She starts at the raspy voice above her and turns, twists her head to look up, registers the outline of a man. He is speaking down through the grate in the floor of the train car. He’s in uniform, smiling at her, his gun pointed at her face.
“Nowhere for you to go now, is there? But you were a tricky one. What you want to come all the way out here for?”
Rikki takes a deep breath, turns full on her back, aware that she is crushing her father’s peach, that he is really gone. “You should be careful with that gun, sir,” she says quietly.
The man laughs. “You planning to hurt me?” he asks. “I don’t see a weapon on you.”
“I am the weapon,” she says. “Didn’t they tell you? That’s why you’re looking for me.”
It’s a lie, but she can see it’s had a good effect on the soldier: frozen him, made his eyes go owl-round and wide. It was a lie when she said it, but then she feels the vial expand, blossom in her belly and send the serum flowing through her, sparking chemical changes through her blood stream and nervous system, weaponizing her in an instant.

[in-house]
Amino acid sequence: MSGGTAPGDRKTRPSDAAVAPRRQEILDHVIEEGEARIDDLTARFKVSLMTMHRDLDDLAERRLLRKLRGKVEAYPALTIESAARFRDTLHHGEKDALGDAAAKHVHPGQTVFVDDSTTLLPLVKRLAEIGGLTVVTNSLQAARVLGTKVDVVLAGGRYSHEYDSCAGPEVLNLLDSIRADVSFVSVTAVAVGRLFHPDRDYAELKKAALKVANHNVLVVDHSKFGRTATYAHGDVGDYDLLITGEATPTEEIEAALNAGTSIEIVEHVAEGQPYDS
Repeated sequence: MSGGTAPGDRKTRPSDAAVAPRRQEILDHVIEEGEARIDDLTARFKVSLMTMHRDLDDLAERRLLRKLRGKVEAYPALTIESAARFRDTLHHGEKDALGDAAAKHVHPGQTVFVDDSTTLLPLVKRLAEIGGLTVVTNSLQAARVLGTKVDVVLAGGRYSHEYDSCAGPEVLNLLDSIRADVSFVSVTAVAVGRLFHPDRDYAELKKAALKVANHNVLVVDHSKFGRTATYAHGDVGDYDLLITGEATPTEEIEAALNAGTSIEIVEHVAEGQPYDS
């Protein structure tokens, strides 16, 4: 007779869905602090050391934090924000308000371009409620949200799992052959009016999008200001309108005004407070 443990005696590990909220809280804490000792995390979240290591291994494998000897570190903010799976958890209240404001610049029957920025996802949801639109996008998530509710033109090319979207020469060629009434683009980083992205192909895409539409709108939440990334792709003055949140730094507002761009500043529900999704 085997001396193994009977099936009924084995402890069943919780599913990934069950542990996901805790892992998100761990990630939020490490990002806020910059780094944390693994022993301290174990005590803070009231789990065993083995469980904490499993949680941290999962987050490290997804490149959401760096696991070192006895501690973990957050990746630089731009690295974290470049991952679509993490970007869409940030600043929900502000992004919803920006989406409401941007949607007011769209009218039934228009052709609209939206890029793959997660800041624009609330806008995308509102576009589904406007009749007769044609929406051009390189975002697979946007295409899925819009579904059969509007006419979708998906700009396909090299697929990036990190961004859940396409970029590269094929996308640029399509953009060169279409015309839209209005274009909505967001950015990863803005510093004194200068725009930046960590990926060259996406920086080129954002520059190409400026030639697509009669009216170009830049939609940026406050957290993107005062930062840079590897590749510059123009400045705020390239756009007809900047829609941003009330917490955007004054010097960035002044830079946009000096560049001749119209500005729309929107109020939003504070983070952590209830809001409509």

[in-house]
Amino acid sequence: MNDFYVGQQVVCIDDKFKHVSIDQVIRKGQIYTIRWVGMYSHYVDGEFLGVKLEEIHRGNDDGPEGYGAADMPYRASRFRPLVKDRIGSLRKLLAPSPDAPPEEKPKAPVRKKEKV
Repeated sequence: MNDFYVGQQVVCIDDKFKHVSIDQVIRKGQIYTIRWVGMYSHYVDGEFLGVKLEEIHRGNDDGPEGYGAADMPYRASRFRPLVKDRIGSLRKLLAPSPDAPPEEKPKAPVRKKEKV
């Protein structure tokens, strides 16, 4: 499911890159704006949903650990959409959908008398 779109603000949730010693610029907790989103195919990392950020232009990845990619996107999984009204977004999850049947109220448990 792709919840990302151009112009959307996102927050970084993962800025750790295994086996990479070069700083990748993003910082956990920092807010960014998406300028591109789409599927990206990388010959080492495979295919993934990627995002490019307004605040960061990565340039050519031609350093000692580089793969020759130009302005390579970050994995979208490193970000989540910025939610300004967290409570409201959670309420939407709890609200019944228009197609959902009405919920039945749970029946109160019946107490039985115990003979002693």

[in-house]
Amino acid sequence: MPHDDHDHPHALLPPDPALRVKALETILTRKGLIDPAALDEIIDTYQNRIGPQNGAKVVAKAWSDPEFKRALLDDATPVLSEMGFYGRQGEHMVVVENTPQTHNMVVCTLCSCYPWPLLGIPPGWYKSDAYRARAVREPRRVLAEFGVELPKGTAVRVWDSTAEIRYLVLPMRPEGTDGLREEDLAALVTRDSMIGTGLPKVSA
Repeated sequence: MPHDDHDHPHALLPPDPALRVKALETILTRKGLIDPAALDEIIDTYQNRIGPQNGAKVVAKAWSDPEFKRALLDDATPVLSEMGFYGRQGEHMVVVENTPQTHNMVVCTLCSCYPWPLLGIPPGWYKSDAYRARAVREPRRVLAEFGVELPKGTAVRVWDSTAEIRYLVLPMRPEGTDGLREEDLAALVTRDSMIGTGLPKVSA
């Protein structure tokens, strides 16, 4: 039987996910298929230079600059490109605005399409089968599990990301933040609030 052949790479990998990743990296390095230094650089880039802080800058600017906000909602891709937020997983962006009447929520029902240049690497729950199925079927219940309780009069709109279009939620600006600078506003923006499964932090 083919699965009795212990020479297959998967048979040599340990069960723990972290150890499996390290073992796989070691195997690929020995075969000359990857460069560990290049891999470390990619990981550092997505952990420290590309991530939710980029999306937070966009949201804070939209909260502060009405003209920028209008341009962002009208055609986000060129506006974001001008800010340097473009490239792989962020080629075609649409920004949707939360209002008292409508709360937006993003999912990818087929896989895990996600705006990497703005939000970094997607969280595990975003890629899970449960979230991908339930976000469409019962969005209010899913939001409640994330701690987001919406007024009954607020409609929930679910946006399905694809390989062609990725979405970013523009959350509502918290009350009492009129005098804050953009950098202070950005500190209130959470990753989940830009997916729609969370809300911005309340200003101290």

She watches the soldier, knows she’s his. There is no way to escape, nothing to do but wait to see what he will do, and he’s still thinking. Now that she has adjusted her eyes to see him through the grate, she can see that he is very young but that his eyes are tired, red-rimmed. How long has he gone without sleep? Why did he think he was tracking her if he didn’t know about the serum?
He should shoot her. Dead, they can use her body to arm themselves. She’s counting on him not knowing that. Alive she can detonate herself, obliterate everything they know, draw the world into a tight, hot knot of fire and ash. Alive, she is power, that threat over everyone’s head. Her father wanted her to give his friend that power, thought it would somehow save them all.
She keeps her eyes locked on the soldier’s, waiting. Wonders how it is that the clever people – the ones like her father who dream up big plans for saving worlds – never take this into account, never remember that it will be everyone else, anyone else, who will make the final decision. She crosses her arms slowly, ready to release if she hears his weapon cock.